Most of the 80-page booklet details tornado-related rebuilding projects such as Piggly Wiggly, Main Street, ball fields, a library, medical clinic and stations for the police and fire departments.
It also identifies various other needs, including a housing resource center and Recovery Manager to oversee long-term rebuilding efforts.
The plan, which was developed with assistance from the Federal Emergency Management Agency (FEMA) and the Alabama Department of Economic and Community Affairs (ADECA), is partially based on community input gathered at several public meetings held this summer.
Mayor Jack Scott asked the council members to review the plan and be prepared to vote on it at the next meeting.
“We’ve got to do this because it opens up the door for grants. If we don’t have it, then we really can’t get some of the money,” Scott said.
Cost estimates for each project as well as potential funding sources and gaps are included throughout the document.
Scott said although the city will be receiving help from the state and federal government to fund the recovery, Cordova does not have a blank check.
“It’s costing us 12 and a half percent and those 12 and a half percents are adding up. It’s money the city doesn’t have. This thing isn’t free. We’re going to be in a bind,” Scott said.
The plan also recommends that Cordova’s Long-Term Recovery Committee work with local leaders and the community to develop project timelines and identify high-profile initiatives that will attract additional investment and redevelopment.
Council member Drew Gilbert asked for updates Tuesday night on the four projects that have weighed most heavily on residents’ minds since April 27 — downtown, the Piggly Wiggly, the Old Park and the medical clinic.
Scott said he expects the city to receive federal approval for downtown demolitioin by mid-January.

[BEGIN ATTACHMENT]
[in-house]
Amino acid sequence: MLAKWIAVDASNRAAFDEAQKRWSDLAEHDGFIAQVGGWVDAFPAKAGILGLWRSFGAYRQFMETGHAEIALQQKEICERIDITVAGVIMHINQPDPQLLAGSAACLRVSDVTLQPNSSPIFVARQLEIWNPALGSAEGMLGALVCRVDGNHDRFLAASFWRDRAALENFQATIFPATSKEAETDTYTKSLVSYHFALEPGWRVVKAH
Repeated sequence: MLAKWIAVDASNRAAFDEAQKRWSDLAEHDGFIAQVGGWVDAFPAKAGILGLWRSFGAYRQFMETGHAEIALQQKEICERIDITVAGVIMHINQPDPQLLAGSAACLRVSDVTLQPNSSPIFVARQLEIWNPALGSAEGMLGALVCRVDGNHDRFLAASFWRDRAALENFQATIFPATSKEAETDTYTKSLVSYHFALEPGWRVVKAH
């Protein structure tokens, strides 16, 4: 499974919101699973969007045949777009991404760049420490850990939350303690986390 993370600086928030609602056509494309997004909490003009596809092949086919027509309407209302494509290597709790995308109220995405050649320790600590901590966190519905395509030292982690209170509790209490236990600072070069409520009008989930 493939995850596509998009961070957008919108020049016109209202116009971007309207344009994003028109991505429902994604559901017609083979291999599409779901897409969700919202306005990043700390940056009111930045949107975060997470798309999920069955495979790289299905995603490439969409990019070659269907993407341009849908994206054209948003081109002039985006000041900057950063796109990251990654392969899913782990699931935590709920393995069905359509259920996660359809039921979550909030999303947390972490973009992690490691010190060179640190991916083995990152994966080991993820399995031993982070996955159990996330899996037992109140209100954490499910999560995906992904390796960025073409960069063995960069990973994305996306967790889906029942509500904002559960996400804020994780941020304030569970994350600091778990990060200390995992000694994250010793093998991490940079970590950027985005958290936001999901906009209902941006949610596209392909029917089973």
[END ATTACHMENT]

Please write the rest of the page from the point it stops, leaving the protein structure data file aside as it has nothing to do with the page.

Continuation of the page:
He added that the fire on Main Street that occurred in October has slowed down the process.
Local leaders should have a final plan in place regarding Piggly Wiggly by March, according to Scott.
The project is expected to cost more than $1.7 million, most of which will be used for building construction.
“The grocery store itself is not the issue; it’s the building. If we had a building, we’d already have a grocery store,” Scott said.
Scott also cited land acquisition and the need for market research as other obstacles to restoring grocery service in Cordova.
Scott said members of the medical board have announced their intention to rebuild the clinic near its former location. He added that he does not know how or if the board intends to use the modular unit that was set up several weeks after the tornado.
Work to rebuild the ball fields at the old park has already begun. Scott said the city is expected to receive federal funding of up to 75 percent on the renovation, which is budgeted for $400,000 in the plan.
Fire Chief Dean Harbison, who was given the position of disaster relief coordinator after the storm, said the Old Park is one of more than 10 large projects on the city’s agenda that require federal approval to move forward.
“A lot of people have questioned why the ball field comes first. That’s the only one FEMA has released,” Harbison said.
In other action, the council:
•approved an amendment to the business license ordinance that raises the issue fee from $5 to $10.
Scott said the increase was the result of Revenue Discovery Systems (RDS) charging the city more for its tax collection services.
•learned that the fire department will soon be temporarily relocating to the gym of the old high school.
“Hopefully, in less than two weeks we will be inside and fully operational,” Harbison said.
•was given a progress report on the sidewalk project that is underway in the city’s school district.
Scott said the work should be completed in a little more than a month if the weather stays fair.
•received copies of the 2010 audit.
During the meeting, Scott also praised the city’s newest restaurant, The Mill House, and said a citizen-led effort has begun to rebuild the veteran’s monument that was destroyed in the tornadoes.
A Cordova Veterans Memorial fund has been established at First Bank of Jasper’s Cordova branch to accept public donations.